The U.S. Supreme Court has heard opening arguments in a workplace religious discrimination case that examines whether a clothing store can refuse to hire a young woman for wearing the headscarf she says is a symbol of her Muslim faith. Katherine Gypson reports from the Supreme Court.
Video

Video Falling Gas Prices Hurt Nascent Illinois Hydraulic Fracturing Industry

Falling oil prices are helping consumers purchase cheaper petroleum at the pump. But that’s made hydraulic fracturing or “fracking” less economically viable for the companies in the United States invested in the process. VOA’s Kane Farabaugh reports on one Midwestern town that was hoping to change its fortunes by cashing in on the next big U.S. oil boom.
Video

Video Fighting in Sudan's South Kordofan Fuels Mass Displacement

Heavy fighting in Sudan's South Kordofan state is causing hundreds of thousands to flee into uncertain conditions. Local aid organizations estimate as many as 400,000 civilians have been internally displaced since the conflict began more than three years ago, while another 250,000 have fled across the border to refugee camps in South Sudan. VOA's Adam Bailes reports.
Video

Video Lao Dam Project Runs Into Opposition

A Lao dam project on a section of the Mekong River is drawing opposition from local fishermen, international environmental groups and neighboring countries. VOA's Say Mony visited the region to investigate the concerns. Colin Lovett narrates.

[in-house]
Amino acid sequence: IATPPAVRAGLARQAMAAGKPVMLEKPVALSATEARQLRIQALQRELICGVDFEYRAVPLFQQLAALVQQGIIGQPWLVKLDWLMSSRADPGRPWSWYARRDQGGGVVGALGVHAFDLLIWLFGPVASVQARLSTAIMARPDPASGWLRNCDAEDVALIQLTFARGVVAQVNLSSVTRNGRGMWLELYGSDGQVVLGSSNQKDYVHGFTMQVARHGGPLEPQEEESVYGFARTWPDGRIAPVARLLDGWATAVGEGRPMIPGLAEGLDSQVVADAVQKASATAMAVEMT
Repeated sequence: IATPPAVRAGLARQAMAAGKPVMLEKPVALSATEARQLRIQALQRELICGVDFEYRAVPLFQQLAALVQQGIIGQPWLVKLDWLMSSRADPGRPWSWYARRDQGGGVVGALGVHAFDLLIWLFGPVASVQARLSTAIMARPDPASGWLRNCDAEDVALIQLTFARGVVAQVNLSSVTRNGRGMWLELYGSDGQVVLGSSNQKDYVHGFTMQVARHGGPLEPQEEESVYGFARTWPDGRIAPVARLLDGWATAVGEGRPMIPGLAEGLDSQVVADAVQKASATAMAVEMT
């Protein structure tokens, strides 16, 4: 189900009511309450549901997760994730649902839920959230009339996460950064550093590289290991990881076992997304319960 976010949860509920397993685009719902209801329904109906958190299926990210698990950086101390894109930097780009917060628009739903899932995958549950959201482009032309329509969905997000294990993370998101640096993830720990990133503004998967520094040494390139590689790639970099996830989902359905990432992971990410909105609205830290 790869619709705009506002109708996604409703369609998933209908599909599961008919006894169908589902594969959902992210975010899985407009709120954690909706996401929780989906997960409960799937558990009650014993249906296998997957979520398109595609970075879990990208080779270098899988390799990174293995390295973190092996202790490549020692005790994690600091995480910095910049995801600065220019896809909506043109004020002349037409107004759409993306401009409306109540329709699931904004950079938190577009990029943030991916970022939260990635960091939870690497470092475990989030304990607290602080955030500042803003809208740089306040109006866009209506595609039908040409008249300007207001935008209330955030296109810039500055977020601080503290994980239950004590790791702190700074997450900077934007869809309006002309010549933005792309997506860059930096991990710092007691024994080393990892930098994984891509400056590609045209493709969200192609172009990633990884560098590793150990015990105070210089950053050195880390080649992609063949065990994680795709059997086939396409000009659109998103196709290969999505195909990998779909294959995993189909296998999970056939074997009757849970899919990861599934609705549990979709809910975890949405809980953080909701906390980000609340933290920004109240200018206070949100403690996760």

Video

Video A Filmmaker Discovers Her Biracial Identity in "Little White Lie

Lacey Schwartz grew up in an upper middle-class Jewish family, in a town in upstate New York where almost everyone she knew was white. She assumed that she was, as well. Her recent documentary, Little White Lie, tells the story of how she uncovered the secret of her true racial background. VOA’s Carolyn Weaver has more on the film.
Video

Video Deep Under Antarctic Ice Sheet, Life!

With the end of summer in the Southern hemisphere, the Antarctic research season is over. Scientists from Northern Illinois University are back in their laboratory after a 3-month expedition on the Ross Ice Shelf, the world’s largest floating ice sheet. As VOA’s Rosanne Skirble reports, they hope to find clues to explain the dynamics of the rapidly melting ice and its impact on sea level rise.